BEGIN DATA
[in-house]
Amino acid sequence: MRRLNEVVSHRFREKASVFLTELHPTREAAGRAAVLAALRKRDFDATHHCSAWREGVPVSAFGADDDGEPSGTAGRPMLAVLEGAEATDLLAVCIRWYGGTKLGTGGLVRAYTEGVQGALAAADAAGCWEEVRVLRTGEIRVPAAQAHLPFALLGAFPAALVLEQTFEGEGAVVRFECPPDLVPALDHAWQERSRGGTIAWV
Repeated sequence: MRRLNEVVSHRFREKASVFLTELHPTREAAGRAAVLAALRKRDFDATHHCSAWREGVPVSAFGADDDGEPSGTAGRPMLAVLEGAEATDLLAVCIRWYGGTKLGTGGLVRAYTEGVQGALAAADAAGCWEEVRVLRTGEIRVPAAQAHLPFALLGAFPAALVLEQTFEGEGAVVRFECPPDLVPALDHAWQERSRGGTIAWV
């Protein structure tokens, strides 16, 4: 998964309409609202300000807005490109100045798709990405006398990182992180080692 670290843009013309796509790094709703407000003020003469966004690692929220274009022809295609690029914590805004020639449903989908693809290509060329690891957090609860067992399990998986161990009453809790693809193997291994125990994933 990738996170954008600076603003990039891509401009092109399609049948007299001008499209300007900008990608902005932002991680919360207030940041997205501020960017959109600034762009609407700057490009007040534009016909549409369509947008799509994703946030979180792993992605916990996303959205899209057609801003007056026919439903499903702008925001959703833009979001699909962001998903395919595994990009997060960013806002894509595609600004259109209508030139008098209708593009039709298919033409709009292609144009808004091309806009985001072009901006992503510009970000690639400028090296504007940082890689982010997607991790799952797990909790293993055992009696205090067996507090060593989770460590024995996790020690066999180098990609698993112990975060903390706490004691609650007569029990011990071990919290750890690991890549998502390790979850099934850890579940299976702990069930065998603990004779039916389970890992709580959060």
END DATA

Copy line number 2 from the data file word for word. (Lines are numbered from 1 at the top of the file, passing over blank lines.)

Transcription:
Amino acid sequence: MRRLNEVVSHRFREKASVFLTELHPTREAAGRAAVLAALRKRDFDATHHCSAWREGVPVSAFGADDDGEPSGTAGRPMLAVLEGAEATDLLAVCIRWYGGTKLGTGGLVRAYTEGVQGALAAADAAGCWEEVRVLRTGEIRVPAAQAHLPFALLGAFPAALVLEQTFEGEGAVVRFECPPDLVPALDHAWQERSRGGTIAWV